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Segmenting words in Apraxia therapy

Sep 18, 2023

When teaching a new word, please don't segment!

Segmenting is when you teach each sound in the word separately. It creates robotic speech and does not help the child move between the sounds.

Apraxia therapy is all about movement.  Children with childhood apraxia of speech have difficulty moving from one sound to the next.  

When teaching words, especially two syllable words, it is tempting to segment, to separate the sounds in the word to make it easier to elicit imitation of all the sounds in the word.  However, segmenting the word creates unnatural speech and does not solve the problem.

So how do we work on helping the child produce all the sounds in the word without segmenting?

We need to use multisensory cueing to help the child move from one sound to the next.  The most valuable technique is called simultaneous productions (part of the DTTC hierarchy), which is having the child say the word together with you. 

The child needs to watch your mouth and stay in the movement with you.  It's important that you both start saying the word together and then continue through the word, by stretching the sounds, particularly the vowels, as you move through the word. We initially start with a slow rate, which helps the child feel the movements, and then move to a natural rate of speech.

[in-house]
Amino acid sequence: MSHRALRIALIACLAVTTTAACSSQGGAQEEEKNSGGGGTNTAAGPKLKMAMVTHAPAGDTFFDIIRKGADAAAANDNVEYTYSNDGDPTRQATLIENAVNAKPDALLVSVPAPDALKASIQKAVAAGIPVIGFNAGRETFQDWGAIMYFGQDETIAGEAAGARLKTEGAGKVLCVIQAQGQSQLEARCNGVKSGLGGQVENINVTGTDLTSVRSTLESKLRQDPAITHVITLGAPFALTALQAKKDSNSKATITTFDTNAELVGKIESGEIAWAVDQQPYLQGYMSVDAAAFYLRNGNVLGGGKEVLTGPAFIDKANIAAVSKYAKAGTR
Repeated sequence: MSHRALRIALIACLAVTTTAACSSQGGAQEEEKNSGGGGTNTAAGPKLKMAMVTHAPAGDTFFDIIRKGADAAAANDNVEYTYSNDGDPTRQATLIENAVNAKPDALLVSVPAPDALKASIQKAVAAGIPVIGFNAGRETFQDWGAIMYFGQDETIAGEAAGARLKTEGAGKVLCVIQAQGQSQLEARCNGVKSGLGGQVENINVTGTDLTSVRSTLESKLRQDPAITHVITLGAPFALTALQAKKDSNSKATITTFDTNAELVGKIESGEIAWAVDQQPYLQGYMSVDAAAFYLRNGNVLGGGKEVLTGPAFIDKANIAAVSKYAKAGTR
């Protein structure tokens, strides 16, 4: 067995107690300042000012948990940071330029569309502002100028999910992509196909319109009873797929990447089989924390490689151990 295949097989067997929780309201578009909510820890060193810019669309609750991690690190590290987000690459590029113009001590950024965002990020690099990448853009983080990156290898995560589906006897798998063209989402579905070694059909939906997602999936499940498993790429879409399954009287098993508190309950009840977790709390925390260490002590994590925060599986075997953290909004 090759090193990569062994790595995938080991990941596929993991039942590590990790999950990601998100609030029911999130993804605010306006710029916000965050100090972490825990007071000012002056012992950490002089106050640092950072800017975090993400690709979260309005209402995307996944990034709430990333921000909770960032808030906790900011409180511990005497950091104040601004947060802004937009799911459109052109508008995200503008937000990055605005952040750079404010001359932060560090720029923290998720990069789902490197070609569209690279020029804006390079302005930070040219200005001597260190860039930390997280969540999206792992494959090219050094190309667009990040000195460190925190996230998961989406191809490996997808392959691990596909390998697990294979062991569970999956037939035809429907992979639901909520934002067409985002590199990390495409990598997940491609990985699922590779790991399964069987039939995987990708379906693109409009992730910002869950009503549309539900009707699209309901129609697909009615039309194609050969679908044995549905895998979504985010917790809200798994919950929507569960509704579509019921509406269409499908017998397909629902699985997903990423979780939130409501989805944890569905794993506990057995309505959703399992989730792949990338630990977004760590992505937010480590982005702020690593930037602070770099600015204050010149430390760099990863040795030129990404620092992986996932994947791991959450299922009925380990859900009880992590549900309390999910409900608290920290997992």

IMPORTANT: Make sure that the child starts with the articulators in the right place. This is called initial configuration, and sets the child up for success.  For example, if the first sound in the word is an /m/, cue the child to start with his lips together.  

There is another very effective cueing technique called forward and backward chaining that involves pulling the error sound out of the word, practicing it accurately, and then putting it back into the word. 

Click here for a link for more information about forward and backward chaining.

Click here for a blog post with more information on movement.

When is segmenting words okay?

Children with CAS often have difficulty with reading, specifically their phonological awareness skills.  This includes the ability to break apart the sounds in a word and put it back together.  We often need to include phonological awareness skills in our therapy to help them succeed with reading. It is important to help the child produce the word smoothly after segmenting it.

Check out readingrockets.org for more information on building phonological awareness skills.

Free Target Selection Handout for CAS

Learn how to choose target words for minimally verbal children, understand

multisensory cueing, and other do's and don'ts in apraxia therapy.